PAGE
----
Example of direct drive actuator:
In this case, it’s a drone motor stacked with MAB Drive. In MAB Robotics, we have used DD in one of our prototypes built for Engineering Thesis:
QUASI DIRECT DRIVE (QDD)
Structurally they are very similar to direct drives, but there is an additional component — a gearbox. Usually a planetary gearbox with up to 10:1 reduction is used. That composition of motor with gearbox in this range of ratio has much better torque density than direct drive, as torque is multiplied. Overall dynamics are still good. We have slightly increased mechanical impedance, but we can still detect contacts without external sensors, just by measuring motor current. Drive control electronics are exactly the same as in the previous case — we still have a BLDC motor, so all we need is a three phase inverter with an encoder.
Advantage of that solution is much higher torque density without big mass increase. Force transparency is still acceptable. The only disadvantages are increased drive complexity — we have to connect the motor with the gearbox. It has to be precisely machined and assembled.
QDDs is approach that we are using in our newest prototype:
In this case, the drive is a T-Motor AK80 module with our custom controller.
Quasi-direct drive, due to their medium simplicity and excellent performance in small scale legged robotics, are becoming the most popular actuators.
SERIES ELASTIC ACTUATOR (SEA)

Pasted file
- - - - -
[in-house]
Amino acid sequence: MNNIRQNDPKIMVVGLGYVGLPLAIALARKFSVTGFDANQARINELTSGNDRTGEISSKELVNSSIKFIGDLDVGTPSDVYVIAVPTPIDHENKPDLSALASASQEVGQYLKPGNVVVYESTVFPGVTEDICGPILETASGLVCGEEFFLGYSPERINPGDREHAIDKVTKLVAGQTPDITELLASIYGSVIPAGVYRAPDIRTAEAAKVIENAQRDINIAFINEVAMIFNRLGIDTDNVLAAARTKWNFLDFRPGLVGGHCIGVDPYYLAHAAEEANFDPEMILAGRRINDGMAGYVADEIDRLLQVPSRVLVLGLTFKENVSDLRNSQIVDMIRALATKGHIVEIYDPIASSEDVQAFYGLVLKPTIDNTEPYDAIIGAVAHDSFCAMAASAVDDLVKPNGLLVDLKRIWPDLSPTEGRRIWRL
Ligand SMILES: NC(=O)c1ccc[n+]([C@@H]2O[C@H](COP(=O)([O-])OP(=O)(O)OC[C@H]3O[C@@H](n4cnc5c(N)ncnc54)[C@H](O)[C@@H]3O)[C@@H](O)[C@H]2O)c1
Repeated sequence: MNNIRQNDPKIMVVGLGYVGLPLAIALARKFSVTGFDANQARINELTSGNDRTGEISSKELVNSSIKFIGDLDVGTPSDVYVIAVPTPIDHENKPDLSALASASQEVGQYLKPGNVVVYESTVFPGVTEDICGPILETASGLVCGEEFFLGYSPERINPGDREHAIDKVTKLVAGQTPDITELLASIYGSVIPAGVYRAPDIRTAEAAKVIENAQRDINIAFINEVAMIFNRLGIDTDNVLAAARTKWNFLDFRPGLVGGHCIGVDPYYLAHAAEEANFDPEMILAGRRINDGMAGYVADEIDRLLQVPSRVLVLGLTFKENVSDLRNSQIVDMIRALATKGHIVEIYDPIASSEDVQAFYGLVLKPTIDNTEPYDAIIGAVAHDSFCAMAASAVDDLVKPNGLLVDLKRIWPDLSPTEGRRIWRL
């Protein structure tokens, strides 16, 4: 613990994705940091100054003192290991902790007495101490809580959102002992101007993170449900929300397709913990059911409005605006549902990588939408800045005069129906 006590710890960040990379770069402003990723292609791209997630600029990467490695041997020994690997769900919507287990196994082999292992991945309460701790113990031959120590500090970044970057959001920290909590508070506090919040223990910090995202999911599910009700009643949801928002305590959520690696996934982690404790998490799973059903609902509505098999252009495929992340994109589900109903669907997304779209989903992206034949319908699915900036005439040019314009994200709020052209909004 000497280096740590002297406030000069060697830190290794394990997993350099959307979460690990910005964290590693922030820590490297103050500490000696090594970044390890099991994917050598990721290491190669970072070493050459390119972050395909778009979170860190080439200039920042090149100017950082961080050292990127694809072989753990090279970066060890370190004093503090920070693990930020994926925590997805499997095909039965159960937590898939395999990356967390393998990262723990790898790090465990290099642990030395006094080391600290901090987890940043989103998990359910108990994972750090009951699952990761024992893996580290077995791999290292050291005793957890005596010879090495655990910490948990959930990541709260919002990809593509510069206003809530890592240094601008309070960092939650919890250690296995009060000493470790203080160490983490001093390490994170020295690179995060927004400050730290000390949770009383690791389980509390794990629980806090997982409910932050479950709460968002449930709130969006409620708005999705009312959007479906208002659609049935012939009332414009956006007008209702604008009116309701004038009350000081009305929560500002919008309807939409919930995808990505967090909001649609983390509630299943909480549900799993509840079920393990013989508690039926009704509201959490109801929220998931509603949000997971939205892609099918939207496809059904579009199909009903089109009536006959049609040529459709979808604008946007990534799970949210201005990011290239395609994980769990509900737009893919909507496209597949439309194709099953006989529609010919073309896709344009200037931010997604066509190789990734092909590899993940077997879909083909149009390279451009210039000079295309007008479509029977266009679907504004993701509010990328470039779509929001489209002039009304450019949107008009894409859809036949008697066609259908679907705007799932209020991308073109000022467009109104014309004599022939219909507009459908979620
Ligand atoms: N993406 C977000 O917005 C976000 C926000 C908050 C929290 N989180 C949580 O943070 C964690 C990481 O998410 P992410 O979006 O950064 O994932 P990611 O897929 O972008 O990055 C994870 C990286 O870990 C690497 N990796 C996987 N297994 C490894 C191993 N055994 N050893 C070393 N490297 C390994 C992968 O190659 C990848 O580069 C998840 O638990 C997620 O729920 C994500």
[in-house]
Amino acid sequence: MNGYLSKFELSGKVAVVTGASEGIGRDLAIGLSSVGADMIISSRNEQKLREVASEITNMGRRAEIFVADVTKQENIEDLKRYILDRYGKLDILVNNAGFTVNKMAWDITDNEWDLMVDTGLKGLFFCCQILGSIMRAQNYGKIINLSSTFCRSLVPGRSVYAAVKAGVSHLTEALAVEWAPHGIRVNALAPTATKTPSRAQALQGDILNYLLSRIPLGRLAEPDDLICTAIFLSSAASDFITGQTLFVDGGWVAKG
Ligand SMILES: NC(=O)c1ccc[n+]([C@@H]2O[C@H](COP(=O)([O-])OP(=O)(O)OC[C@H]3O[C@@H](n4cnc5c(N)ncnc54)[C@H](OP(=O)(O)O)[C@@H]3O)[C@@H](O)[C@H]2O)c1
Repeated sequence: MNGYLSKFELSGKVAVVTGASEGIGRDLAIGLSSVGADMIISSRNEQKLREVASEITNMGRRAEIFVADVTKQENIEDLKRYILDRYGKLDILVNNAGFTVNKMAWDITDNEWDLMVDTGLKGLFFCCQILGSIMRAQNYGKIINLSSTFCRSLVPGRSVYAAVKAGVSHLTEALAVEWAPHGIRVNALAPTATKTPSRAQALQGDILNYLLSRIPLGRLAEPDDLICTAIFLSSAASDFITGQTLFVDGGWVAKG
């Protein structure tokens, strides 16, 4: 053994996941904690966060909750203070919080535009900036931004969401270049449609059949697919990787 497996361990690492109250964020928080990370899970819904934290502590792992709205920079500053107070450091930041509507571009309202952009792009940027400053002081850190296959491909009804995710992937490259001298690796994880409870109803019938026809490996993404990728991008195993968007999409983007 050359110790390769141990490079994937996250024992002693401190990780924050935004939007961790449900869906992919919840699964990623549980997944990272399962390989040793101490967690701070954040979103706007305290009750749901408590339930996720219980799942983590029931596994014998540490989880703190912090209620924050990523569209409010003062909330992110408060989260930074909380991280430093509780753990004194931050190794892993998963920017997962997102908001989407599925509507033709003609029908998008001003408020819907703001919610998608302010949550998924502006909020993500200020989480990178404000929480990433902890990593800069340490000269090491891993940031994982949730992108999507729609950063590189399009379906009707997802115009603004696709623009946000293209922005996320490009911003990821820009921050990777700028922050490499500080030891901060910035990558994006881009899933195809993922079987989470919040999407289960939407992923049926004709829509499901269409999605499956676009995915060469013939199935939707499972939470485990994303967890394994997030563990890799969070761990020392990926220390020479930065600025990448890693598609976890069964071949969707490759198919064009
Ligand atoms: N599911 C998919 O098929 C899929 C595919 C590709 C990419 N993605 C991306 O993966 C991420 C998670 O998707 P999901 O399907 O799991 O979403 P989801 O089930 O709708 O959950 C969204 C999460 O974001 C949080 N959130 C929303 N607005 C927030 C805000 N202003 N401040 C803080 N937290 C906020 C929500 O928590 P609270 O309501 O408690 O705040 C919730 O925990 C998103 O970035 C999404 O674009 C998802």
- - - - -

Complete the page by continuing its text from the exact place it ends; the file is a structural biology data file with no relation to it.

It’s more advanced than QDD. In this case, we have a motor, high ratio gearbox(frequently about 100:1), usually harmonic, and series springs.
A concept construction we can see below:
Photo: Motion Control Lab/http://control.dgist.ac.kr/web/research/rotary-type-series-elastic-actuator/
SEA has excellent torque density, and is able to monitor output torque by measuring torsional spring deflection with encoder. By connecting the motor with spring, mechanical impedance is tuned physically. As we have precise torque sensing, estimation torque from current is no longer necessary. It’s a sophisticated actuator, ideally suited for legged robots, but very difficult to manufacture and very expensive. Off the shelf solutions are for example ANYdrive used in ANYmal B robot from ANYbotics:
Photo: ETH Zürich/https://rsl.ethz.ch/robots-media/actuators/anydrive.html
Last category are hydraulic actuators. Their torque density is the highest. Principle of their work is other than described above solutions — instead of electromagnetic torque, we have extremely high pressure and cylinders connected with precise servo valves and encoders. As torque production is big, and mass small, it’s ideal for dynamic legged robots. The best example is Atlas from Boston Dynamics, which is able to run, jump, and even do a backflip:
Hydraulic actuators also have disadvantages. They are operating at high pressure, so all valves and cables have to be extremely strong. Also they require regular inspections. All malfunctions with pressure in the range of tens, or hundreds of bars are very dangerous for people around. Also, precise control of fluid flow in a closed loop is not an easy task. That’s the reason that technology is very expensive, and probably in the future will be replaced by electric drives at all.
There are a few approaches that let us build high dynamic articulated legged robots. Depending on the budget, project needs and desired performance we can choose solutions, which are optimal for our machine. If you are interested in motor control technology, legged robots or robots in general, feel free to contact us.
Author: Łukasz Antczak
CEO and Co-founder at MAB Robotics